Academics from both sides of the Taiwan Strait butted heads yesterday over cross-strait political dialogue, with Chinese academics saying political dialogue must be addressed soon, while their Taiwanese counterparts said political talks could commence only after China has democratized.
The eighth annual Chinese Nationalist Party (KMT)-Chinese Communist Party (CCP) Cross-Taiwan Strait Economic, Trade and Culture Forum opened on Saturday with a series of keynote speeches by cross-strait academics on how to establish mutual trust and political dialogue.
The meeting started with a surprise, as Chinese People’s Political Consultative Conference chairman Jia Qinglin (賈慶林) gave a clear definition of the “one China” framework.
“Mainland [China] and Taiwan both belong to one country, so the relationship of both sides of the Taiwan Strait is not a nation-to-nation relationship,” Jia said.
This was the first time Jia, or any Chinese official, had provided such a clear definition of the “one China” framework, with academics saying this was a crucial point because China was evidently taking the framework one step forward.
Prior to this year’s meeting, China only stressed that both sides of the Taiwan Strait belonged to “one China.”
Chinese Academy of Social Sciences Institute of Taiwan Studies director Yu Keli (余克禮) said that in the long term, China would find it hard to accept President Ma Ying-jeou’s (馬英九) “Three Noes” policy.
The policy refers to Ma’s statement of “no unification, no independence and no use of force” and it is currently the guiding principle that the Ma administration uses to define its cross-strait policy.
Chinese academics also said that Ma would have to flesh out his definition of “One China” or cross-strait political trust would be impossible to establish in the next decade.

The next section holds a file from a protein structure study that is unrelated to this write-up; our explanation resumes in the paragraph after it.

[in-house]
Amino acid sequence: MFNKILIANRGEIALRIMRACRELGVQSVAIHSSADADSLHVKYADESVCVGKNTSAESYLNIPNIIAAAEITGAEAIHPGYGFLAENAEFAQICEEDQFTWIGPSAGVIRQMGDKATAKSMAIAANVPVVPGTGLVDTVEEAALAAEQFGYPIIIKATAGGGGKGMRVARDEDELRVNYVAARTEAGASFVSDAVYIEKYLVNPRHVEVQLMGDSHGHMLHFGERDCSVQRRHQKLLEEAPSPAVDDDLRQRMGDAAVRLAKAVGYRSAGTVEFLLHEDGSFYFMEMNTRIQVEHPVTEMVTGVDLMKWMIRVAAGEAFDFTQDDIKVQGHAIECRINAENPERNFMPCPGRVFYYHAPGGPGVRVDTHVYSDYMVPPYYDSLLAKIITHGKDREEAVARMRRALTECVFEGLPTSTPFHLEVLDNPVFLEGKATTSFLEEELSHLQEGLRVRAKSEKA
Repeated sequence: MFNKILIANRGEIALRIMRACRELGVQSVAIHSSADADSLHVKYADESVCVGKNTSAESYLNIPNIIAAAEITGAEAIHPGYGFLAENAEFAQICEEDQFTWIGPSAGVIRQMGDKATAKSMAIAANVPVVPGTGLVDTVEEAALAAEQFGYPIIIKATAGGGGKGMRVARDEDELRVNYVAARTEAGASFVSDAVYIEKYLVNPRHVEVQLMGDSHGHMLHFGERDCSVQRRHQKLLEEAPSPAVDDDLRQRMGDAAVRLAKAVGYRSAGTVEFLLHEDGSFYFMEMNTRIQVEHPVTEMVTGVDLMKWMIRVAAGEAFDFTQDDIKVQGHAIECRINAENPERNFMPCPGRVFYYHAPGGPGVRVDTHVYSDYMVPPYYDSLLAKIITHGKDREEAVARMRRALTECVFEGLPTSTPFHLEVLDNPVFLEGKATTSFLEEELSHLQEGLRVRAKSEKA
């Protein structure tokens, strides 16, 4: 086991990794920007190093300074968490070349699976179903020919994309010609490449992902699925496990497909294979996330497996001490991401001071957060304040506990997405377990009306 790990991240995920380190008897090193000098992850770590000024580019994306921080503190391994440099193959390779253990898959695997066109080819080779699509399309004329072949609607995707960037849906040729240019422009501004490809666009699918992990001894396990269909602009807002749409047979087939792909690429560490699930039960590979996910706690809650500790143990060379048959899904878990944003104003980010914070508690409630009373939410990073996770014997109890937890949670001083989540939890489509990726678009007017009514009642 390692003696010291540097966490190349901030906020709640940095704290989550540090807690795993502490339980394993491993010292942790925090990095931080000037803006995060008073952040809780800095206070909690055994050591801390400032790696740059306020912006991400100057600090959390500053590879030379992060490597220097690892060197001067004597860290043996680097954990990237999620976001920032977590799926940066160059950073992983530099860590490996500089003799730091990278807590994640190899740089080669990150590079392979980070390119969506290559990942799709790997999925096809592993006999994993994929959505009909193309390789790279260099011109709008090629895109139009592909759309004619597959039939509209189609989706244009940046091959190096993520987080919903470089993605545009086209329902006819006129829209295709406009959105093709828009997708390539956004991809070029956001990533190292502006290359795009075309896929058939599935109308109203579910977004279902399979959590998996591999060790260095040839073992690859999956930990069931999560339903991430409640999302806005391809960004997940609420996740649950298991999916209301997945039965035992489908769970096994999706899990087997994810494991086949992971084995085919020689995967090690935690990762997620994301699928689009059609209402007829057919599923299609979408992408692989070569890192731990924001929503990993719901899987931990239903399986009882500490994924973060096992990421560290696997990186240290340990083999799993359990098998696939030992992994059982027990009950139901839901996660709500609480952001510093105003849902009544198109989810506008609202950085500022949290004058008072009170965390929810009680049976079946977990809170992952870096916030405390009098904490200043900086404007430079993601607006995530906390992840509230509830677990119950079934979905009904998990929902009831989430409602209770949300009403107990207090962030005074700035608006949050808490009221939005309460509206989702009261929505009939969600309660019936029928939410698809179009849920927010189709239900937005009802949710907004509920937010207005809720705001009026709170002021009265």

However, Taiwanese academics said that Jia’s reference to “Two Sides, One Country (兩岸一國)” denigrated Taiwan’s sovereignty and added that the bottom line for political dialogue was that the Republic of China (ROC) was a sovereign country and that China must democratize.
Both sides also differed on political dialogue, with National Society of Taiwan Studies secretary-general Zhou Zhihuai (周至懷) saying that political dialogue was the key to institutionalizing cross-strait peace.
Such dialogue is inevitable and the KMT cannot always play the “If we talk about this, we lose the elections,” card, Zhou said, adding: “If everything depended on a public vote, the wrongs of history would never be put right.”
Peking University’s Institute of Taiwan Studies head Lee Yihu (李義虎) said Taiwan never showed any willingness to resolve issues by coming to the table, despite its constant gripes about the need to resolve issues of international space and national defense concerns.
The strong need for Taiwan to resolve these issues would form a sort of reverse transmission, prompting both sides of the Taiwan Strait into political dialogue, Lee said.
Meanwhile, Tamkang University Graduate Institute of China studies professor Chao Chun-shan (趙春山) said the influences on both societies on either side of the Strait were beyond the management of political forces.
Only by sharing the same values could cross-strait peace be institutionalized, Chao said.
However, Taipei City Councilor Chin Hui-chu (秦慧珠) said that although there were proponents pushing for cross-strait dialogue to be established as soon as possible, it was telling how Ma’s election campaign faltered as soon as he brought the issue up prior to the presidential election on Jan. 14.